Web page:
Friday, January 8, 2010

True Life Tail #3

Black Blizzard

Kansas 1937, a tail from my father, Picture if you
will, walking along a fence line in a cow pasture. A
inch of soil now hangs on each strand of wire, seem-
ing as if a floating line of solid dirt, four strands all in
a row. The ground so dry that with each step a small
cloud of dust appears.

Plant life, what plant life, well if you can call weeds a
plant well than I guess you can call it that. Very little
grass to be found, animals paper thin, bank payments
falling way behind, that loan now looks as if a bad

Where has all the rain gone, wondering if it will ever
rain again. Top soil gone, the blowing winds have
carried it all away, even the most stubborn of soils

These years have been hard on the land and hard on
its people. Choking dirt everywhere, only relief a
piece of cloth covering the mouth and eyes.

And the house, clean as many times as you want,
two seconds later the dirt is back. And its every-
where, on the table, beds, dishes, pots, pans.
windows, floors, everywhere and every place.
Each meal was enjoyable as well, with every bite a
touch of dirt was servered with it, just an extra

Wake up in the morning, your bed is covered in
a fine layer of dirt, who needs a blanket with all
that dirt just use it as if were a blanket.

Dust is everywhere except where it should be,
it fills the skies, it floats across the land, but
does not stay. Even at the lightest breeze causes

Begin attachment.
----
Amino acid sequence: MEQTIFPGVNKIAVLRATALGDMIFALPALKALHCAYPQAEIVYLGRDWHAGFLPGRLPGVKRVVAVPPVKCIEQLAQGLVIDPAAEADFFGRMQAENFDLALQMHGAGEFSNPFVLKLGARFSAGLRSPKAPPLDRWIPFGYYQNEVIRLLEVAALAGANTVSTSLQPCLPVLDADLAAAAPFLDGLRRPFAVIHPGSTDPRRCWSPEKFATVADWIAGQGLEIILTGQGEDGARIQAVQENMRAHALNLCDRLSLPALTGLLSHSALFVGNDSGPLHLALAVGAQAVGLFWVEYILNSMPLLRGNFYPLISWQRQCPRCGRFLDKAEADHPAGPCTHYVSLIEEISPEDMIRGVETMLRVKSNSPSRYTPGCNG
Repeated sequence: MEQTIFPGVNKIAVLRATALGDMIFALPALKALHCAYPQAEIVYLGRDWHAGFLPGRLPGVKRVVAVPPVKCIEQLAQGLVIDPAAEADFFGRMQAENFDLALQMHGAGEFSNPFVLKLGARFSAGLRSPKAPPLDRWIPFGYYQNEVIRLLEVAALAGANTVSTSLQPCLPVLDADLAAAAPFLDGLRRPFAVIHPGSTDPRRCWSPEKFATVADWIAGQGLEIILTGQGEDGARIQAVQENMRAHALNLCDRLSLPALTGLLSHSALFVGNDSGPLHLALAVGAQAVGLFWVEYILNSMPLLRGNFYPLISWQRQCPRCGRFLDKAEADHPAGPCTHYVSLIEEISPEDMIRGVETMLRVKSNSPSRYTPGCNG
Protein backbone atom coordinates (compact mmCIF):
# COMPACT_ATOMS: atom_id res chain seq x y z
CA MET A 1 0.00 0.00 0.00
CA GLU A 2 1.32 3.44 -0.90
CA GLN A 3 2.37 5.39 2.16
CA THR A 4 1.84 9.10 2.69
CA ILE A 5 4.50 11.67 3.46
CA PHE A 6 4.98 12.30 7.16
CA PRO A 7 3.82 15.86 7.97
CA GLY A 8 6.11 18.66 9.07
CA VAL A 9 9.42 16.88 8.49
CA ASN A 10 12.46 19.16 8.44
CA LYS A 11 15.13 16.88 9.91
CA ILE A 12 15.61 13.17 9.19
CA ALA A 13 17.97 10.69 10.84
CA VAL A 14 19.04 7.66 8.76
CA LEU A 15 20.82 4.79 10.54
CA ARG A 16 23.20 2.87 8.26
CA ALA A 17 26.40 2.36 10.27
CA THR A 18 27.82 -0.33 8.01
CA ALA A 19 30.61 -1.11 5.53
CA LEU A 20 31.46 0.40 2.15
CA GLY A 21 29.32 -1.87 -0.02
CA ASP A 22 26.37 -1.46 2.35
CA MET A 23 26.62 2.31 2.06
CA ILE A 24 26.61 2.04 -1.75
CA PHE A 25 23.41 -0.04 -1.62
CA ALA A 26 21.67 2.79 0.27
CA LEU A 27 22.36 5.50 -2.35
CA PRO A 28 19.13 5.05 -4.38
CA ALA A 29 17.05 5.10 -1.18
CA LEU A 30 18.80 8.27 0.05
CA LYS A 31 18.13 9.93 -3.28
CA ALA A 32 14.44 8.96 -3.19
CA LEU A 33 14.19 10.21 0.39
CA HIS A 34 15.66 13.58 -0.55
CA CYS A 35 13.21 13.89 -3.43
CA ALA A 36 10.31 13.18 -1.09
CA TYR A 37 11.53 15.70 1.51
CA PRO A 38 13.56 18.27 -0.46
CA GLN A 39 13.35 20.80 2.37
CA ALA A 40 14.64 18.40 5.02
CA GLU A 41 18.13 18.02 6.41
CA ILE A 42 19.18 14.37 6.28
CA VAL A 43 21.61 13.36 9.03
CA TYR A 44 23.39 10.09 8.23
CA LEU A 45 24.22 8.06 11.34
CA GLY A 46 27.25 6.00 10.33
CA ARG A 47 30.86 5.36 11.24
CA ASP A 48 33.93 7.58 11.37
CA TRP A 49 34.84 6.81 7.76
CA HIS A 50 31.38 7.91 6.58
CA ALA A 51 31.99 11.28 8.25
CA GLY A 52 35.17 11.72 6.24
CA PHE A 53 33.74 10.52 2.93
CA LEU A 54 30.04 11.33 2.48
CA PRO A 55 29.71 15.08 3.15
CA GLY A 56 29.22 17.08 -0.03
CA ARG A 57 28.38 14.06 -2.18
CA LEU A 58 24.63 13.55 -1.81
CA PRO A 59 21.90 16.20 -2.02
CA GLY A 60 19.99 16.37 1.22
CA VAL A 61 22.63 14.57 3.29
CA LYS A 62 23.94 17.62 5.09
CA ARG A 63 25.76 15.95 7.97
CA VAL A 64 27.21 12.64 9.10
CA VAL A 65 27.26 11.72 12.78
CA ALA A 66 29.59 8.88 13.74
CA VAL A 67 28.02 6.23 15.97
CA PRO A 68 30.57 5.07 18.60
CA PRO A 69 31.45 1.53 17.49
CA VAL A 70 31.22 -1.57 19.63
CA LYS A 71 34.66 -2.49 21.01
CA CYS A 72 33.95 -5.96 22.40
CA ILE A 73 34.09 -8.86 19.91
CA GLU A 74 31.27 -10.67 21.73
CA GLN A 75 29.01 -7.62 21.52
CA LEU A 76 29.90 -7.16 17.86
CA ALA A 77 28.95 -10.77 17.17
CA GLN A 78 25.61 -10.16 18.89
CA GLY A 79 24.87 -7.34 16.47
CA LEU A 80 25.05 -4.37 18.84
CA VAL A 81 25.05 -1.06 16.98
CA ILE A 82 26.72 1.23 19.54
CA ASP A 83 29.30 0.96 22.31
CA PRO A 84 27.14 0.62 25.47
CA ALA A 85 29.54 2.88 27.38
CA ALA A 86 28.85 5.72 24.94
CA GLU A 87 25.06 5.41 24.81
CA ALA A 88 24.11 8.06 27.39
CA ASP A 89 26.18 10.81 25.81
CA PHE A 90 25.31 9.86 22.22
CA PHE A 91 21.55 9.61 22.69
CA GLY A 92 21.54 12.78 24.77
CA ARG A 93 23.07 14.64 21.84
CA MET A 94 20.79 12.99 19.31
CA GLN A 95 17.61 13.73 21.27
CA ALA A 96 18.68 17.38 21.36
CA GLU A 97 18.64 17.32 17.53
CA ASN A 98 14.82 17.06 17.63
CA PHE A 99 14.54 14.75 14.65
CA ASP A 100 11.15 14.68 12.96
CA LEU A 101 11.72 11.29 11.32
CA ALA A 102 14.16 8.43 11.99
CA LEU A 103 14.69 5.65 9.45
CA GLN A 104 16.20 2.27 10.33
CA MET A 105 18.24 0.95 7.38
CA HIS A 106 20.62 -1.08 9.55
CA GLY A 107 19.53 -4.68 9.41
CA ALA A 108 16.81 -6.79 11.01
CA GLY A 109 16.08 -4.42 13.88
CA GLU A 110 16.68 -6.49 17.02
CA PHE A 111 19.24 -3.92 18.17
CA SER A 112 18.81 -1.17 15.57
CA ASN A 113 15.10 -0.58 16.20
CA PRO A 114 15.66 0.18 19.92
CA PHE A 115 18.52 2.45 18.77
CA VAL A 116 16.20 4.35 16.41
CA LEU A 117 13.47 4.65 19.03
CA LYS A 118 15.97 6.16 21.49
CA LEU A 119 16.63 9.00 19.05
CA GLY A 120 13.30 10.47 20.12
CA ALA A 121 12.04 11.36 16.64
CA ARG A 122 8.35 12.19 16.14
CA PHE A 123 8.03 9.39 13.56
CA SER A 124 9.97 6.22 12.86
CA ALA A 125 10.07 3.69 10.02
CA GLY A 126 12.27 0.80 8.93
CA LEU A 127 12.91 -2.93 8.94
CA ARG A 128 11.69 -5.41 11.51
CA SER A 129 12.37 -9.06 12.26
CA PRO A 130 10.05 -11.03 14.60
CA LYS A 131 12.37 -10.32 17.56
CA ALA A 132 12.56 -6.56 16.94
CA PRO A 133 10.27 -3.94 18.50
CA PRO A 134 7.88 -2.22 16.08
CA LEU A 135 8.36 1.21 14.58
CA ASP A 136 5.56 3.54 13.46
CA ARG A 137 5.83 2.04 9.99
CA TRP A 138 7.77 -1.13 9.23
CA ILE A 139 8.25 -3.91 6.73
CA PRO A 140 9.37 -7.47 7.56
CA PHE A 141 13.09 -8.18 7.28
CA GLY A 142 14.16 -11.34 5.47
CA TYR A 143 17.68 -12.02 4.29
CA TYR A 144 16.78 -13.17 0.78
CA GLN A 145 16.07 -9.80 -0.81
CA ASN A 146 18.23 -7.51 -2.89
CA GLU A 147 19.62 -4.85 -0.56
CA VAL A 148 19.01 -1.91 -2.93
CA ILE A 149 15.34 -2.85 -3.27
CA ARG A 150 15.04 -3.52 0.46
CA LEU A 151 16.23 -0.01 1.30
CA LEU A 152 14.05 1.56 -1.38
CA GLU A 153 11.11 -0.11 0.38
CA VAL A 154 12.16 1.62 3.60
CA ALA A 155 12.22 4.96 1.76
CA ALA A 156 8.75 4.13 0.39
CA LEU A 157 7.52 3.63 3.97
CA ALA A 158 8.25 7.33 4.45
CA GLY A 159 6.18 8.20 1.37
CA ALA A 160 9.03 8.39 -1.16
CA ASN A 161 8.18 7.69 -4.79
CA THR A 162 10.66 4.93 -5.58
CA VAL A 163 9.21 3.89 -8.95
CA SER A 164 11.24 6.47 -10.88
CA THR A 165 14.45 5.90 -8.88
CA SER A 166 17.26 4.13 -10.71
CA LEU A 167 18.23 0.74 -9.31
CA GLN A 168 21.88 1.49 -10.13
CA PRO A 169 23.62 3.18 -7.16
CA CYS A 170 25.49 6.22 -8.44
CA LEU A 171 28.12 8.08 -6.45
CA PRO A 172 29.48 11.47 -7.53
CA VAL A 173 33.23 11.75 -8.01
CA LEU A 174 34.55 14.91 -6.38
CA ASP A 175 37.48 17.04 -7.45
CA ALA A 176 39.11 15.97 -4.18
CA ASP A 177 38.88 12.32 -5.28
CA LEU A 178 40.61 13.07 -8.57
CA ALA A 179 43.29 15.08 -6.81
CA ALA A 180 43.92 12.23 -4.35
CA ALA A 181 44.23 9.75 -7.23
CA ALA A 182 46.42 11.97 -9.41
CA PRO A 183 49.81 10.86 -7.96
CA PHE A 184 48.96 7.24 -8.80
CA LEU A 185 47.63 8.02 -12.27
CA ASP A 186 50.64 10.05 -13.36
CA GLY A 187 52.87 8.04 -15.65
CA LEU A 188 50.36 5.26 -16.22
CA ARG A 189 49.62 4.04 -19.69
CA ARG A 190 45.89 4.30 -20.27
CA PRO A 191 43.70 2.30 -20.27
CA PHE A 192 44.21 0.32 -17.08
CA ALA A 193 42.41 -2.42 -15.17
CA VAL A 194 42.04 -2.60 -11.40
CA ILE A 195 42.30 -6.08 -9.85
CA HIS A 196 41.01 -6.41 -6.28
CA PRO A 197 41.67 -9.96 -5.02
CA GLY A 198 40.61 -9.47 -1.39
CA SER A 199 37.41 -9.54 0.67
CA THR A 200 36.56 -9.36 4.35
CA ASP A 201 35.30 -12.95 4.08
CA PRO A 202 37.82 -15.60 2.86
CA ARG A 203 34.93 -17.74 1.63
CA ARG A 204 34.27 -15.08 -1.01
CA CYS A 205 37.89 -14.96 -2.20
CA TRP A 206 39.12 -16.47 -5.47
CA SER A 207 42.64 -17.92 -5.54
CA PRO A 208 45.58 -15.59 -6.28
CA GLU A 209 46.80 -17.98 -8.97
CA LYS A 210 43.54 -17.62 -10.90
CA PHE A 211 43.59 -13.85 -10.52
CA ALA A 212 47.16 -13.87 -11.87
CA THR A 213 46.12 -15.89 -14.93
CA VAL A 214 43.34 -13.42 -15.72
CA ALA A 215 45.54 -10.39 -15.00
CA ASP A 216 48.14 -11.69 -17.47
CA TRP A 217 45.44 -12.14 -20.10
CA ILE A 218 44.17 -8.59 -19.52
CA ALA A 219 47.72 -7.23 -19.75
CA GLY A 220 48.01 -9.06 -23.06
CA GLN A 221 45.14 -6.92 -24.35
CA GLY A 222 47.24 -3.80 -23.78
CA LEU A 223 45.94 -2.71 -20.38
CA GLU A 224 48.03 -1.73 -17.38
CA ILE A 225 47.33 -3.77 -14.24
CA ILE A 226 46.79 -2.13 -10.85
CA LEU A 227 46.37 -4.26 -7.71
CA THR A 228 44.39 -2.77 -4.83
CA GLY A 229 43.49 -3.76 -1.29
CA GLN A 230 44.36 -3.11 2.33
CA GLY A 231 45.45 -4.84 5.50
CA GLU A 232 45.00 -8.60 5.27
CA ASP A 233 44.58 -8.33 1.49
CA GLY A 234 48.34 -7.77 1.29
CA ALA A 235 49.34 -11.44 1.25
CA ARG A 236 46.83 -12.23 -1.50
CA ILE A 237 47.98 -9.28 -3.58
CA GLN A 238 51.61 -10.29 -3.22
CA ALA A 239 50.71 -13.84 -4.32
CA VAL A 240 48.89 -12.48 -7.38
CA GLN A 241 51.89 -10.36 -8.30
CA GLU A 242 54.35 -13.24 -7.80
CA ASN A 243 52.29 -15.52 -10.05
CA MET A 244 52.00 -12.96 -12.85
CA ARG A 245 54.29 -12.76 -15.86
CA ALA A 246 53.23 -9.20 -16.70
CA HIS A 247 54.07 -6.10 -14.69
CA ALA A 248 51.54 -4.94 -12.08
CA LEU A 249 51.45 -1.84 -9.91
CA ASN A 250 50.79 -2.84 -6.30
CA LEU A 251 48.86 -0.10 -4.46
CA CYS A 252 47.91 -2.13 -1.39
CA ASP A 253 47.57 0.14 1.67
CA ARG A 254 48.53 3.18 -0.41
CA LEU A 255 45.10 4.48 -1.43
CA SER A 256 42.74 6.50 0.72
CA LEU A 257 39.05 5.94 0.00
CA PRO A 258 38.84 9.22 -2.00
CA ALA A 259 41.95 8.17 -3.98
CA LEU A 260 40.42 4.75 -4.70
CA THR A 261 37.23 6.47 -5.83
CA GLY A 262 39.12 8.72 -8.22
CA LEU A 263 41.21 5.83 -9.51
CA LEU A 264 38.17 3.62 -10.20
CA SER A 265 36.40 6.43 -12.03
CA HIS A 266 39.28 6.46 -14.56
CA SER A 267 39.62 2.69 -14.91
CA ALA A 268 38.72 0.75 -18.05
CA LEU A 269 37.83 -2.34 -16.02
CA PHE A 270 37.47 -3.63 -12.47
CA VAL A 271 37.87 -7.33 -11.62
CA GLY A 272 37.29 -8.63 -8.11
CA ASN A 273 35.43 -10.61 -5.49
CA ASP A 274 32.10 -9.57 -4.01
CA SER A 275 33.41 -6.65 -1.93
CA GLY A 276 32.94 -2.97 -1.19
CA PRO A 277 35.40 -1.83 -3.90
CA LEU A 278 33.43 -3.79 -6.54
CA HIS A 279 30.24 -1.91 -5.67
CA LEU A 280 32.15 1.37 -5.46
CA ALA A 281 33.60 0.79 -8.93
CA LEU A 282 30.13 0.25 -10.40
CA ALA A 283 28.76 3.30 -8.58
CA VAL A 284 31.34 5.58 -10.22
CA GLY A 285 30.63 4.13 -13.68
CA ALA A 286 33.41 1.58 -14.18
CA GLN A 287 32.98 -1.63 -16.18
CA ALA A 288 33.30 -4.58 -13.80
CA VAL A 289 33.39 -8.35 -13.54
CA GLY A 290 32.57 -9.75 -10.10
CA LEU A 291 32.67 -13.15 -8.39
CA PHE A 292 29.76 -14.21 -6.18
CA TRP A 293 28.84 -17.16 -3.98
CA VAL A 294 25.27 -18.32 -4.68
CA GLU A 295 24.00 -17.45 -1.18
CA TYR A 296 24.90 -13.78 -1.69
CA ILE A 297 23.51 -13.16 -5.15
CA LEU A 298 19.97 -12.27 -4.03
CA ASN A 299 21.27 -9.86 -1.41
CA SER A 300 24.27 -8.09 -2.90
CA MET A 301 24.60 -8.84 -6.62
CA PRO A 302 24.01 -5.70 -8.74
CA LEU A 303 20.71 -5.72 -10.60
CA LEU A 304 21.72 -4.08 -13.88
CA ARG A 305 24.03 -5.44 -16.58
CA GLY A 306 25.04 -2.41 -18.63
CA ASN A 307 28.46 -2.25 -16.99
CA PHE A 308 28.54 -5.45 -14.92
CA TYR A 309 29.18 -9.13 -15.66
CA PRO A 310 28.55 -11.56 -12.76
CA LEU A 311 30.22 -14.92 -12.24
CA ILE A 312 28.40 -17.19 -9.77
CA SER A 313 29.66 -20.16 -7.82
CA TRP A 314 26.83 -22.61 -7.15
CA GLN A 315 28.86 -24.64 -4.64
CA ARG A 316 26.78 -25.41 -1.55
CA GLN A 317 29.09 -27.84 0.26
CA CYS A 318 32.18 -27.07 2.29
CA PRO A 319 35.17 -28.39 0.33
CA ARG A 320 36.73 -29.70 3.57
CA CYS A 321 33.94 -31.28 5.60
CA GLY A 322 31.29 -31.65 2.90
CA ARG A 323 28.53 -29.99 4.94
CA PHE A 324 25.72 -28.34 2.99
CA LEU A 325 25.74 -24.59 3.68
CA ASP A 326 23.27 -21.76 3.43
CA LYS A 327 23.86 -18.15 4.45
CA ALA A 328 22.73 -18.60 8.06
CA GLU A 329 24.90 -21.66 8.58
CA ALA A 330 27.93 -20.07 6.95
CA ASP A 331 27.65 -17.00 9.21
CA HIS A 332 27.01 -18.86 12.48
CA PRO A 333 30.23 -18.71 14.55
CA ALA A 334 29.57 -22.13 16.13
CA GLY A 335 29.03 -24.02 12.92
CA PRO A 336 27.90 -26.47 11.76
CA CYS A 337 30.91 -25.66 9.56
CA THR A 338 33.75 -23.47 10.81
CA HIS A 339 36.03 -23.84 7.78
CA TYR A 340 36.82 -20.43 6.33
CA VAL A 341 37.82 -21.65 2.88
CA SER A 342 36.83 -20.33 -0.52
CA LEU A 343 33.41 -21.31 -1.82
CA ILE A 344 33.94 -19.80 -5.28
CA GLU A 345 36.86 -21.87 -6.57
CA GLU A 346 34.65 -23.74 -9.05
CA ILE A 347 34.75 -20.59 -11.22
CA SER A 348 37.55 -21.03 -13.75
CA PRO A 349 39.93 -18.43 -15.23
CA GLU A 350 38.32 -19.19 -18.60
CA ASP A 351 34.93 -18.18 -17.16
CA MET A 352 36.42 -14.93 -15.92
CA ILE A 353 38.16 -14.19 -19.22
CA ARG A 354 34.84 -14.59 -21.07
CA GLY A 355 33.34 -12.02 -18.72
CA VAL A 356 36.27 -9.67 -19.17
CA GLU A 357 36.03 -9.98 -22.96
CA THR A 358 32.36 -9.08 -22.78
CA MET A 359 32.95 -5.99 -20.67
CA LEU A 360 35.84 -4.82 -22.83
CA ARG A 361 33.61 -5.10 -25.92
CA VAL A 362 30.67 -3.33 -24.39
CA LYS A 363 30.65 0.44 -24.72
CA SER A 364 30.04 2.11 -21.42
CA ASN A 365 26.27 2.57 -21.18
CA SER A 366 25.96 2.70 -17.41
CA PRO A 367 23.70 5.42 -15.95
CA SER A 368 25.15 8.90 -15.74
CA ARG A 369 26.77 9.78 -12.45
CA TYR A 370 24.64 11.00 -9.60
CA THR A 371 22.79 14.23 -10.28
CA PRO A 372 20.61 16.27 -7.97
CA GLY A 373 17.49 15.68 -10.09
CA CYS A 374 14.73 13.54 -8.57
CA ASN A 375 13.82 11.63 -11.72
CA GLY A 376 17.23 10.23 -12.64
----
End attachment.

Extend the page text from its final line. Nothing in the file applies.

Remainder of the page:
dust to appear from nowhere.

Times were hard and difficult, and life went on,
for those that stayed and those who left their
homes for greener grass. Promised by the call of
a better life in California many left a house that
that was home to generations before. Upon
arrival, their dreams were dashed. Life had gone
from miserable to almost unbearable.   Better to
remained home many said to themselves.

All who lived that year will not soon forget those
days that a cloud of dust traveling across the
ground reaching hundreds of feet into the sky.
A wall of black soil moving as if it where a
tsunami, instead of water, a cloud of jet black
soil. Moving faster than anyone could escape
no place to hide, nowhere to run.  All you could
do is pray and wait for the cloud to pass.

So much dirt was moved by the winds that day
the barbwire fence which was spoken of earlier,
now was a wall of dirt, soild from top to bottom.
measuring 2 inches at the top wire, and serval
feet at its base.

It is believed that nearly 7000 deaths occured be-
cause of the dust.  Not all died from respiratory
failure however most did, some from auto accidents
, being unable to see the road.

Nearly 2.3 to 2.5 million people lost their homes
by the time the rains returned, ending the 1930's
great Dust Bowl.

End of the great dust bowl came when the rains
returned.  New farming ways were adopted
so to prevent the dust bowl and not to occur again.
But farmers that use underground aquifers still
farm that same old way. You can see this when
flying over farm land that has circle fields.  And
are now depleting those same aquifers.

Am I againest that type of farming, no would be
my answer!

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